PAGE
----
Stories to encourage and strengthen – Wycliffe World Day of Prayer 2021

Story from Bible Translation and Literacy (BTL) – Kenya

In 2002, two non-Kenyan staff joined Bible Translation and Literacy (BTL). As part of their orientation, they were required to visit one of the BTL field projects. Their arrival coincided with a pastors’ Scripture use workshop about to take place in Tot, Marakwet County. The Markweta language had only recently been put into written form. Pastors were being trained to read Markweta fluently so that they could encourage the use of Scriptures in their language. Mr Cyrus Murage, Language Programmes Manager of BTL, accompanied the two new staff on this trip.

The road to Marakwet. Photo: BTL

They left Nairobi very early in the morning for Tot, at least a nine hour journey and at times longer because of the rough dirt road and difficult terrain. They made a stop-over in Eldoret for lunch. The Marakwet Translation Project Officer’s younger brother met them there and traveled with them to Tot. By 4:00 pm they were climbing  up a steep slope. An hour later they were close to their destination. At this point they noticed some young men with bows and arrows. One of them had a gun. Cyrus asked the young man traveling with them if there was any danger ahead.

“It is a normal way of life here. They have to protect their animals,” the young man replied. 

The team proceeded on their journey, finally arriving at the training Centre in Tot shortly before dark. They found the pastors chatting in groups. 

“When we arrived, Kipsang, the Marakwet Translation Project Officer, was glad to see us even though we had arrived late,” Cyrus said.   

The pastors told the three men about an impending attack by a neighbouring community. 

“We had expected you to arrive earlier,” the pastors said. “There is nobody in this valley apart from us. The neighbouring community sent word to the Marakwet people that they will be attacking the village tonight, so most of the Marakwet people have vacated the valley. We had hoped you would arrive early so that you could travel back to Eldoret or climb up the mountain with us. The staff members in this Centre left and we did not want to leave without establishing your safety.” 

The pastors suggested that Cyrus drive back to Eldoret or climb to the mountain for safety. Neither option seemed safe.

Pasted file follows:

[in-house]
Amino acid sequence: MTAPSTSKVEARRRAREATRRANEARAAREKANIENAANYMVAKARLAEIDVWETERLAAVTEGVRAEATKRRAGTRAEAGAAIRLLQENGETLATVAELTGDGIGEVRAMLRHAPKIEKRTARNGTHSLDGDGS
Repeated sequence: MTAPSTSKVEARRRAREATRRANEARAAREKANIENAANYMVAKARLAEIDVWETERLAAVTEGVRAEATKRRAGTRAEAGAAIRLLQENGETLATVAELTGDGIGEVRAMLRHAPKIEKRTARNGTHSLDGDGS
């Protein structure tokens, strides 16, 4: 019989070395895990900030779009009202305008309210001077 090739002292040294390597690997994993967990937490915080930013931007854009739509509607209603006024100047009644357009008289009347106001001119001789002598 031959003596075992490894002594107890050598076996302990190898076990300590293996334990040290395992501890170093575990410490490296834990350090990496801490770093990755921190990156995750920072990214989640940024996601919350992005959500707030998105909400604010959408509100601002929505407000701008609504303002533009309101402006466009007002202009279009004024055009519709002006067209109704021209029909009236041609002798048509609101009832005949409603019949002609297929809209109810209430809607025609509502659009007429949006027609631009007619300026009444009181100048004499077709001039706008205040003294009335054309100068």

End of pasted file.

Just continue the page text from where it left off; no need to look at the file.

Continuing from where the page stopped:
“We could not drive back to Eldoret since the road was extremely bad and we could not imagine going through a second treacherous journey in the night,” Cyrus said. “The young men with bows and arrows were possibly still on the road. We could not climb the mountain either because it was already dark and there was a danger from the wild animals.” 

Cyrus remembered that there was a police security force stationed nearby. He proposed to the Project Officer that they drive to the police camp instead and ask for protection. 

When they arrived, the security personnel said, “What are you doing here? There is trouble. We cannot protect you. There are only two of us left here. Everyone else has gone.”  

The officer told them, “Those people usually start with us so that they can prevent us from helping the community. Go back to the training Centre and do not show any sign of life.”  

They left the security force camp and returned to the training centre. 

“We could not call Nairobi; we did not have mobile phones then. We could not inform anyone about the danger that faced us” Cyrus said. “We walked back to the Centre and agreed to follow the officer’s instructions and, much more importantly, to pray.”  

When they got to the Centre, they were shown where they would spend the night. Before they could sleep, Kipsang went out to look for something for them to eat. A short while later Kipsang returned with a bowl of fruit. Before he could hand the bowl to Cyrus, the deafening sound of a gunshot filled the air, ‘twaaaaaaaaaa’.  

“The bowl flew out of my hands,” said Cyrus. ‘Close the door! Get under the bed, quickly!! Kipsang cried out as he disappeared into the darkness.”

“We started praying,” said one of the men. “I remember preparing my heart, repenting of all my sins. I did not know what kind of a death I was going to face”.  

In the process of praying, fatigue from the long journey overwhelmed them and they all fell asleep. They awoke to someone shouting, “Wake up! Wake up!” They hid again under the beds thinking that the attackers had come.  

“Wake up! Wake up! There is good news!” It was Kipsang. “A mediator came from the other community to inform the Marakwet people that the attackers were not going to come after all,” he said. “Apparently the attackers had slaughtered a cow and the old men had ‘read’ the intestines of the cow and realized that they could not win the war. They therefore did not come that night. Praise be to God!” 

Kipsang also informed Cyrus and the two men that the gunshot they had heard the previous night was fired by the Marakwet people informing the other community that they were ready to fight.  

“I believe that God hindered them from coming,” said Cyrus. “God saw us at the training Centre and would not allow us to be harmed. He spared the lives of the Marakwet people and those of his people at the Centre.” 

After this scare the visitors expected the training meeting to be cancelled. However, the determined Markwet pastors chose to remain and continue with the seminar for five more days. Indeed, God does protect his people as they serve in his ministry.

 

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